Placenta Methylation and Autism Risk in the Early Autism Risk Longitudinal Investigation (EARLI)

Friday, May 13, 2016: 11:30 AM-1:30 PM
Hall A (Baltimore Convention Center)
S. V. Andrews1, K. M. Bakulski1, J. Feinberg2, R. Tryggvadottir3, K. D. Hansen4, S. C. Brown5, L. A. Croen6, I. Hertz-Picciotto7, C. Ladd-Acosta8, C. J. Newschaffer9, A. P. Feinberg2 and M. D. Fallin10, (1)Johns Hopkins Bloomberg School of Public Health, Baltimore, MD, (2)Johns Hopkins University, Baltimore, MD, (3)Johns Hopkins University, Center for Epigenetics, Baltimore, MD, (4)Department of Biostatistics, Johns Hopkins Bloomberg School of Public Health, Baltimore, MD, (5)Mental Health, Johns Hopkins University Bloomberg School of Public Health, Baltimore, MD, (6)Division of Research, Kaiser Permanente, Oakland, CA, (7)Dept of Public Health Sciences, School of Medicine, UC Davis MIND Institute, Davis, CA, (8)Department of Epidemiology, Johns Hopkins Bloomberg School of Public Health, Baltimore, MD, (9)A.J. Drexel Autism Institute, Philadelphia, PA, (10)Wendy Klag Center for Autism and Developmental Disabilities, JHBSPH, Baltimore, MD
Background:  Epigenetic mechanisms are of increasing interest in Autism Spectrum Disorder (ASD) etiology. Previous studies have established an association of altered epigenetic marks in brain and lymphoblastoid tissues of ASD cases compared to controls, including DNA methylation (DNAm) and histone 3, lysine 9 trimethyl (H3K9me3) modifications. The placenta is an important mediator of stress and environmental exposures during the gestational period, shown to be a critical risk window for neurodevelopmental disorders, and is therefore of interest for etiologic investigations of ASD. However, to date, there have been no previous genome-wide studies of placenta DNAm and ASD.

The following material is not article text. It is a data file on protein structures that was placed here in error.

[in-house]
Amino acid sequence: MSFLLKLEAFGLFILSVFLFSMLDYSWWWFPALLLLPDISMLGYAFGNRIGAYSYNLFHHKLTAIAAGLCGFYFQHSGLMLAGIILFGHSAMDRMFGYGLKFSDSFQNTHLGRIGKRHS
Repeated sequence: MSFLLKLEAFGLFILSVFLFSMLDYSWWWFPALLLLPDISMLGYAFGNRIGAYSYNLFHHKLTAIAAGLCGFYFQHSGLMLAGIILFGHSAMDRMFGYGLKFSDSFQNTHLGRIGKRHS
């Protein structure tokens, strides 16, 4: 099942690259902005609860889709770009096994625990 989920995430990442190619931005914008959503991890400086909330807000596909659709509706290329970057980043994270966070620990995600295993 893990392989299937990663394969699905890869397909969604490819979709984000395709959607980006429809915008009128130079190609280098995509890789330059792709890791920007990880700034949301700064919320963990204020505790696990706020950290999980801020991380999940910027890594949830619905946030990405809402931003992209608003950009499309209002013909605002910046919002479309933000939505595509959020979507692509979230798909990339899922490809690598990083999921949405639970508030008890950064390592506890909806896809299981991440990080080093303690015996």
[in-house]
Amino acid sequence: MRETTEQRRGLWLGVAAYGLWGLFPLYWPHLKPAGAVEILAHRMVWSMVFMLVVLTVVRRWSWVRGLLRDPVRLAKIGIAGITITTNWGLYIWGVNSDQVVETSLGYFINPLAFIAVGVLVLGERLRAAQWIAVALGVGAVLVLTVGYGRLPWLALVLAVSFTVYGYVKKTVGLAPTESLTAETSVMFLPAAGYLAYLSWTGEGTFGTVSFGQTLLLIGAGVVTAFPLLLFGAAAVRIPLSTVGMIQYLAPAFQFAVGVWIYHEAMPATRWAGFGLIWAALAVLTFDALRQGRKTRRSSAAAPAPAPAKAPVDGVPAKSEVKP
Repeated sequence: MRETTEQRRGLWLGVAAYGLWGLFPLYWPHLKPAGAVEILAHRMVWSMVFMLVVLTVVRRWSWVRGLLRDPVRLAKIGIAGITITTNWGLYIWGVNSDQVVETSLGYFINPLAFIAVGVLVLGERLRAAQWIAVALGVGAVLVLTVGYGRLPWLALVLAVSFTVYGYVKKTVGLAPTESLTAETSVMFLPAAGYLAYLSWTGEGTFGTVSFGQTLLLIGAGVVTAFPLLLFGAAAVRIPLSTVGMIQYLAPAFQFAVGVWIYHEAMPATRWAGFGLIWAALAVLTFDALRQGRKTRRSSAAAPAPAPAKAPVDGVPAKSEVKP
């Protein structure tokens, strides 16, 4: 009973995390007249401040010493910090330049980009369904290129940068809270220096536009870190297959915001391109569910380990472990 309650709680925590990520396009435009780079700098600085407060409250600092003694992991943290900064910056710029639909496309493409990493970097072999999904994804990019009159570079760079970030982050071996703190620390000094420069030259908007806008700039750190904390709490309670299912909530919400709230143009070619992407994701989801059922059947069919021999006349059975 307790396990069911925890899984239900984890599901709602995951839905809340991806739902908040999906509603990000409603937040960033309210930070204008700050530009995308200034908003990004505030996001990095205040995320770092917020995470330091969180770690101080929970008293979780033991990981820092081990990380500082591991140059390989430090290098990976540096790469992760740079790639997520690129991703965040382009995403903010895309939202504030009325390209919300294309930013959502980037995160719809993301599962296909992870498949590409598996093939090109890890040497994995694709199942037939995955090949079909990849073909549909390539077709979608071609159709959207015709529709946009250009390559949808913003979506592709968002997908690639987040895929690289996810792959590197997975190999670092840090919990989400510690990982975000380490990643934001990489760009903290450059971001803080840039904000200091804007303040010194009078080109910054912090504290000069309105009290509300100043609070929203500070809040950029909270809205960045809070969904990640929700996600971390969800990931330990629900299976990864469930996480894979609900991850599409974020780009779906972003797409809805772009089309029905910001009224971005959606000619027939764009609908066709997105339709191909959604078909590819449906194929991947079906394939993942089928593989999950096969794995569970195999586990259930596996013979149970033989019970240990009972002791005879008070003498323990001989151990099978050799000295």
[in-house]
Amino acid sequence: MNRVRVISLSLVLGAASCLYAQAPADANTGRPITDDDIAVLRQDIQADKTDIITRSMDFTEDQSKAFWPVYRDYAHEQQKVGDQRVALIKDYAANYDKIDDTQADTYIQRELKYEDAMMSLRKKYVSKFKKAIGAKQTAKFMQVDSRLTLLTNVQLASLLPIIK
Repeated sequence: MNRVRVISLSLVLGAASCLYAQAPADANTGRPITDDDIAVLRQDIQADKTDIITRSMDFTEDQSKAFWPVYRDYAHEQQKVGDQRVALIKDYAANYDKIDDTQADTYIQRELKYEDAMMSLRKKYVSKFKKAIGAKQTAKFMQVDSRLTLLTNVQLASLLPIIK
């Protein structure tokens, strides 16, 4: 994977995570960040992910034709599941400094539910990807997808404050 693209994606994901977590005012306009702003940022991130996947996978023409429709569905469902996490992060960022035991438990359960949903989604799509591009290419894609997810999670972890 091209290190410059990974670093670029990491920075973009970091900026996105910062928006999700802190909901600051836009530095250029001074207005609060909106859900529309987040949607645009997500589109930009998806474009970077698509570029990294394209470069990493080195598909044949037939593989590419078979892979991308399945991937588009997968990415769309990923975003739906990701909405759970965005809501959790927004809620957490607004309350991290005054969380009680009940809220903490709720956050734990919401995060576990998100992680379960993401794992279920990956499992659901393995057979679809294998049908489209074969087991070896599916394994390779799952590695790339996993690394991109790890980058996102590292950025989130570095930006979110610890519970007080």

Objectives:  We measured DNAm across the genome in placenta tissue to identify genomic regions at which DNAm differed according to autism risk as quantified by the Autism Observational Scale for Infants (AOSI) administered at 12 months.

Methods: We isolated genomic DNA from the fetal side of 133 placenta samples from the Early Autism Risk Longitudinal Investigation (EARLI), an ongoing autism-enriched pregnancy cohort which enrolls families with a previously diagnosed ASD child during a new pregnancy. Families are followed throughout the gestational period and infants are followed from birth through 36 months. Recruitment was carried out at 4 sites: Drexel University School of Public Health & Children’s Hospital of Philadelphia, University of California Davis & MIND Institute, Johns Hopkins Bloomberg School of Public Health & Kennedy Krieger Institute, and Northern California Kaiser Permanente. Sequencing libraries were prepared using the NEBNext Ultra DNA Library Prep Kit for Illumina by New England BioLabs Inc. Whole-genome bisulfite sequencing at 13x coverage used 125 base pair, paired-end reads with the Illumina HiSeq 2500.  We are currently performing alignment using Bowtie2, calculating methylation at single-nucleotide resolution, and searching for differentially methylated regions (DMRs) according to AOSI score, adjusting for ancestry and sex using the BSmooth algorithm as implemented in the R package ‘bsseq’.  

Results:  AOSI score was available on 115 of the 133 children with available placental samples (range 0-19, mean [sd] = 5.25 [3.86]). We will report at the meeting the top-ranked DMRs and explore their implicated regions for their potential functional relevance to ASD and towards placenta functionality more generally.

Conclusions:  This study comprises the largest and most comprehensive survey of the placenta methylome in the context of ASD to date. Discovered regions may help define the role of placenta methylation in ASD etiology and may support the development of a placenta-based DNAm biomarker for autism risk.

See more of: Genetics
See more of: Genetics